Classroom teaching combines lectures with visits to the most important sites and museums in Madrid, such as the Plaza Mayor, Palacio Real, El Retiro etc., and the Prado Museum, the Thyssen-Bornemisza Museum and the Museo Reina Sofía. Lectures will be illustrated with powerpoint images. Thanks to the visits to the city and to the museums, students will have an extraordinary opportunity to appreciate by themselves the works under study.

Required work and form of assessment: 
  • First Midterm Exam (30%): The first midterm exam will consist on 4 powerpoint images of a building or a painting already seen in class. The student will have to answer briefly questions about its function, meaning and style, and the historical conditions in which it was produced.
  • Paper (30%): At the end of the term students will deliver a paper analyzing an architectural or pictorical example of their choice.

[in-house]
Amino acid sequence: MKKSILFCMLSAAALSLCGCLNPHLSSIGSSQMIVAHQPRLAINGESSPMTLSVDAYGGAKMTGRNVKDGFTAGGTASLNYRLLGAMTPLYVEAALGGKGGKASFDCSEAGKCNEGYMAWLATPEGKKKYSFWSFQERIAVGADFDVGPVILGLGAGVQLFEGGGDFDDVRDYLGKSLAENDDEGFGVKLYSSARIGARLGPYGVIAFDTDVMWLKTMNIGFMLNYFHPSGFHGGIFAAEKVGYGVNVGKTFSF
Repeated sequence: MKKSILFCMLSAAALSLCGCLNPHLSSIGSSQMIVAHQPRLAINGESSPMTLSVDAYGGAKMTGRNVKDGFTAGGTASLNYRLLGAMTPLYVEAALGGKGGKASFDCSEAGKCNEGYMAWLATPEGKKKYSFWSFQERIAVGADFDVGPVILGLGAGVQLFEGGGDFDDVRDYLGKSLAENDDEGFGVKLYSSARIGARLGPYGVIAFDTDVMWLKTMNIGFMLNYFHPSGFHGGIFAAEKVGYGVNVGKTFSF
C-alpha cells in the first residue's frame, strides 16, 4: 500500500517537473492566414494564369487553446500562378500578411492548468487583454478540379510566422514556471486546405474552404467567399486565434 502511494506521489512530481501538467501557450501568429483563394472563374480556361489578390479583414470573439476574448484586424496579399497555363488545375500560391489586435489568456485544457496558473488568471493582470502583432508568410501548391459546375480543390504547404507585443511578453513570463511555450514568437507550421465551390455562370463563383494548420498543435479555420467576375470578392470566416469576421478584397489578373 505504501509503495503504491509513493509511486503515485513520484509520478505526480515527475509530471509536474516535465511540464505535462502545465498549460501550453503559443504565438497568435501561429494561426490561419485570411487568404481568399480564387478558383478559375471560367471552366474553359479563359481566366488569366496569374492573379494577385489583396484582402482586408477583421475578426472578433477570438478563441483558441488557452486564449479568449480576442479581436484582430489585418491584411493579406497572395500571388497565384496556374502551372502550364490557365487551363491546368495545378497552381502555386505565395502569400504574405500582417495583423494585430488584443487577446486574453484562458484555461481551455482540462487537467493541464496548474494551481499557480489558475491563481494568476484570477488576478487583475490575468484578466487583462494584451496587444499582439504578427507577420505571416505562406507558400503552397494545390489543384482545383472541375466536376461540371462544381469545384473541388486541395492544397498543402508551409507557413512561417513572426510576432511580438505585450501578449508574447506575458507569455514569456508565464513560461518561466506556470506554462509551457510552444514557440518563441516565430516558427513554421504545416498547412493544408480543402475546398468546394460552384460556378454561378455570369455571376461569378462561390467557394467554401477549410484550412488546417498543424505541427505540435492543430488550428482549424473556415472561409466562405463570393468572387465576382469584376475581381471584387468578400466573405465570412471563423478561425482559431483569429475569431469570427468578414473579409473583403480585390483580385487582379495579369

• Final Exam (40%): The final exam will be very much like the first one: 4 powerpoint images of a building or a painting already seen in class. Students will have 10 minutes for each image and should analyze style (composition, volume, color, light, and the treatment of space) and iconography (function, meaning and the context in which it was created).
content: 

Week

Content

Week 1

Presentation and orientation.

Introduction: how to analyze a work of art: style and iconography (meaning and context).

Week 2

Concept of architecture: materials and techniques.

Spain in the Early Middle Ages: Christian kingdoms.

Prerromanesque Architecture: visigothic and asturian periods.

Islam (Mezquita de Córdoba) and religious cohabitation (Toledo: Mosque of Cristo de la luz and Synagogue of Santa María la Blanca).

Week 3

Romanesque Arquitecture (the Pilgrimage to Santiago de Compostela).

An urban culture: the Gothic cathedrals of León and Burgos.

Week 4

The Miracle of La Alhambra.

Renaissance: The Palace of Charles V in La Alhambra.